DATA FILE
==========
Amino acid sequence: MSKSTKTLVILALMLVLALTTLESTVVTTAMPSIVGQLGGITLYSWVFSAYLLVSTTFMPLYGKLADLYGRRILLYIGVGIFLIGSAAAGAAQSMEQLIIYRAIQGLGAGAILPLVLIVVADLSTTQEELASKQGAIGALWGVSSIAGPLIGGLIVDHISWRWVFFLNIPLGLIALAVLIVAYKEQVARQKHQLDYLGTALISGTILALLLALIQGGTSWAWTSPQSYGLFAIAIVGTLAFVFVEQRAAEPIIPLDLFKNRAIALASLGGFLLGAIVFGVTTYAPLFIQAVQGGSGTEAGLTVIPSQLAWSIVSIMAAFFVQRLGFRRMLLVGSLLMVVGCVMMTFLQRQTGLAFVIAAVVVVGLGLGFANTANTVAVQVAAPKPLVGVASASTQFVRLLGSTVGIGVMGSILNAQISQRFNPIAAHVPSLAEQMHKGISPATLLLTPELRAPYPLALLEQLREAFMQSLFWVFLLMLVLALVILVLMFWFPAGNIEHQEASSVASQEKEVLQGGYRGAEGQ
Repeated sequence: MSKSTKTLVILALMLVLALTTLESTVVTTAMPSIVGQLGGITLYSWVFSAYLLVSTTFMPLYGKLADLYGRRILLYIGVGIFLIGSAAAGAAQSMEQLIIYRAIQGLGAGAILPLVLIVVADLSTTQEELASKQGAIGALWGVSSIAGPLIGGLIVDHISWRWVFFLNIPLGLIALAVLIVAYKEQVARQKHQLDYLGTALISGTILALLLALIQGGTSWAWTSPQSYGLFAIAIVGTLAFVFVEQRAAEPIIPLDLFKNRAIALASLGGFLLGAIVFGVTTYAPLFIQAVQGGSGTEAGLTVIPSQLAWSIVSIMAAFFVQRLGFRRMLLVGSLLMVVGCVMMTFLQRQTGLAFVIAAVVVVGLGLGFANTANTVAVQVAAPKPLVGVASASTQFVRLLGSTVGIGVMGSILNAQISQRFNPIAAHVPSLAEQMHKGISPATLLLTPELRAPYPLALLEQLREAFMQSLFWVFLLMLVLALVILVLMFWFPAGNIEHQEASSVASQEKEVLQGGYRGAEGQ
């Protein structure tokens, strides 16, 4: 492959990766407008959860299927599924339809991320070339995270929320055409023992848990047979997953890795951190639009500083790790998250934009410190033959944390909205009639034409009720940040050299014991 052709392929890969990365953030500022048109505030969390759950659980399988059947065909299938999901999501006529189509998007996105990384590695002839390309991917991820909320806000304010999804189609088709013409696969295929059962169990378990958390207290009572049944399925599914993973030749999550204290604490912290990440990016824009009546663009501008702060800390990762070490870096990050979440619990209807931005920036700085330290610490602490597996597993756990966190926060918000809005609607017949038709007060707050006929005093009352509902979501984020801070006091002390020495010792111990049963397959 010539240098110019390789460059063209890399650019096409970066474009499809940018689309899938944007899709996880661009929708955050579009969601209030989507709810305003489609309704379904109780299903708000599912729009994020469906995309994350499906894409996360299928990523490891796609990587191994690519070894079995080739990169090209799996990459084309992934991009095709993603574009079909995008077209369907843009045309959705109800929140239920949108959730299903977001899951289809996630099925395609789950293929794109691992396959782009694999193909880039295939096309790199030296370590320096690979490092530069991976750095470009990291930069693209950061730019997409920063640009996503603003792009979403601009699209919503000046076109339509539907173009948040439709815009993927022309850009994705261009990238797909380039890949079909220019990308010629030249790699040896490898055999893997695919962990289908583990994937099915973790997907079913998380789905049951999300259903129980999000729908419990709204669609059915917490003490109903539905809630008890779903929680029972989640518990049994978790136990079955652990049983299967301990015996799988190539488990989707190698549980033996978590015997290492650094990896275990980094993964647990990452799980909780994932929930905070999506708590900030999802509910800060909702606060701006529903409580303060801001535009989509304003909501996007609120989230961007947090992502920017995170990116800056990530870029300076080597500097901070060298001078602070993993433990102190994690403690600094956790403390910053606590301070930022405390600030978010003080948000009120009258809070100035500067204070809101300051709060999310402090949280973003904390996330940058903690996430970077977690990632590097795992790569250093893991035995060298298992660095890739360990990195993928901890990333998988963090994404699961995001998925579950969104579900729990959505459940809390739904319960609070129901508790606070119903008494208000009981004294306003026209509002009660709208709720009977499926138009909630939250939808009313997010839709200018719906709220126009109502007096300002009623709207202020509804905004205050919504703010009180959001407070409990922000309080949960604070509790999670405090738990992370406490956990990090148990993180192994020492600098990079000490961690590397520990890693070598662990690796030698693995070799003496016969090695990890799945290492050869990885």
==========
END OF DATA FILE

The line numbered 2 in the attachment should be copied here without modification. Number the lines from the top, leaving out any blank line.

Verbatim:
Repeated sequence: MSKSTKTLVILALMLVLALTTLESTVVTTAMPSIVGQLGGITLYSWVFSAYLLVSTTFMPLYGKLADLYGRRILLYIGVGIFLIGSAAAGAAQSMEQLIIYRAIQGLGAGAILPLVLIVVADLSTTQEELASKQGAIGALWGVSSIAGPLIGGLIVDHISWRWVFFLNIPLGLIALAVLIVAYKEQVARQKHQLDYLGTALISGTILALLLALIQGGTSWAWTSPQSYGLFAIAIVGTLAFVFVEQRAAEPIIPLDLFKNRAIALASLGGFLLGAIVFGVTTYAPLFIQAVQGGSGTEAGLTVIPSQLAWSIVSIMAAFFVQRLGFRRMLLVGSLLMVVGCVMMTFLQRQTGLAFVIAAVVVVGLGLGFANTANTVAVQVAAPKPLVGVASASTQFVRLLGSTVGIGVMGSILNAQISQRFNPIAAHVPSLAEQMHKGISPATLLLTPELRAPYPLALLEQLREAFMQSLFWVFLLMLVLALVILVLMFWFPAGNIEHQEASSVASQEKEVLQGGYRGAEGQ